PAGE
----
The research methodology is based on qualitative approaches, in particular ethnographic methods of data collection. Grounded Theory was also a source of inspiration, but proved to be too demanding to be conducted systematically in such a narrow timeframe. Field work took place in September and October 2010. The data collected during that time include up to 100 interviews and group discussions, various descriptions of locations and events, personal observations, statistics about the student population and other documents of NUR everyday life. The theoretical framework for the analysis is built on an approach to the notion of ‘everyday life’ developed by Christian Lalive d’Epinay. ‘Everyday life’ is seen here as the locus of three types of dialectics between routine and events: the construction of the everyday, where originally unusual events repeat themselves and come to be taken-for-granted, the pursuit of the event, where events are perceived as desirable external changes in a boring routine, and the production of the event, where events are consciously prepared and organised to depart from the everyday. These categories are used throughout the thesis to distinguish between the different elements making up student everyday life, to understand how these elements relate to each other and to underline their evolution over time.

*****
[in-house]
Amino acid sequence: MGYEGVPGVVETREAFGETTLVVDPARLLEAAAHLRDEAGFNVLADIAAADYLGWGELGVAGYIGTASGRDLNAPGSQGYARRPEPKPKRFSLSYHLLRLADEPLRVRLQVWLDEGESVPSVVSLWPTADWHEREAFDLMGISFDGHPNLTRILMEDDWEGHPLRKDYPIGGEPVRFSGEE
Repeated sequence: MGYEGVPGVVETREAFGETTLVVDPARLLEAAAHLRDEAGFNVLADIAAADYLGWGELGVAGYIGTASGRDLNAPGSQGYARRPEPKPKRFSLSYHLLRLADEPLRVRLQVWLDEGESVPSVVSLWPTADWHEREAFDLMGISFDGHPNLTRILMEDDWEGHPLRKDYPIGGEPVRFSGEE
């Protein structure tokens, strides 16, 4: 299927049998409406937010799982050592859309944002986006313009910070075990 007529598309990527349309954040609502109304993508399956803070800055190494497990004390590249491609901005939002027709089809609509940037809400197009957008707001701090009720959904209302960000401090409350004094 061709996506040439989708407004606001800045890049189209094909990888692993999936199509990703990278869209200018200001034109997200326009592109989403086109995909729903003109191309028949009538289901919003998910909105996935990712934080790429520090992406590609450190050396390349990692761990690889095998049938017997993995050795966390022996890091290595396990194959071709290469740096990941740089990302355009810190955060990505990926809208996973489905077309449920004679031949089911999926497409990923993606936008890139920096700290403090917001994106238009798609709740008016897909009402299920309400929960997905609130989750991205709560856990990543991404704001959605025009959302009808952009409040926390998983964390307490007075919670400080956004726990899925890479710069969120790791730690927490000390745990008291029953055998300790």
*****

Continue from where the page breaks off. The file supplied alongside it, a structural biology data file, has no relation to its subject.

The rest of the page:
The conclusion of the thesis is threefold. First, the student restaurant is a good entry point to study everyday life on the NUR campus. One the one hand, starting with the main restaurant leads to an understanding of the whole catering system at the disposal of students and the way they make use of it, which is a significant element of their everyday life. One the other hand, the restaurant also represents an important social space where one can learn more about how students interact with each other and define themselves and their relationships. Second, everyday life on the campus is complex and diversified. It is influenced by a wide variety of factors, among which genocide history, ethnicity and the nature of the political regime are far from being predominant and only come to the fore in specific situations. Most of students’ everyday life consists of studying, seeing to their basic needs, negotiating personal and collective identities as well as interpersonal relationships, gossiping and going out. From that point of view, NUR students live a ‘normal’ life, which means a life similar to that of many other students around the world. Third, the world of students can be seen as reflecting to some extent the rest of Rwandan society. The social cleavages of the campus, such as the one between English-speakers and French-speakers or the one between Rwandans who came back from the diaspora after 1994 and those who were in Rwanda during the genocide, are also to be found in Rwanda more generally. To understand these cleavages and the heterogeneity of society, it is suggested to use a broader interpretive lens than that of ethnicity, taking into consideration Rwandans’ country of residence before, during and after genocide, differences between social conditions in exile and back home, and language preferences.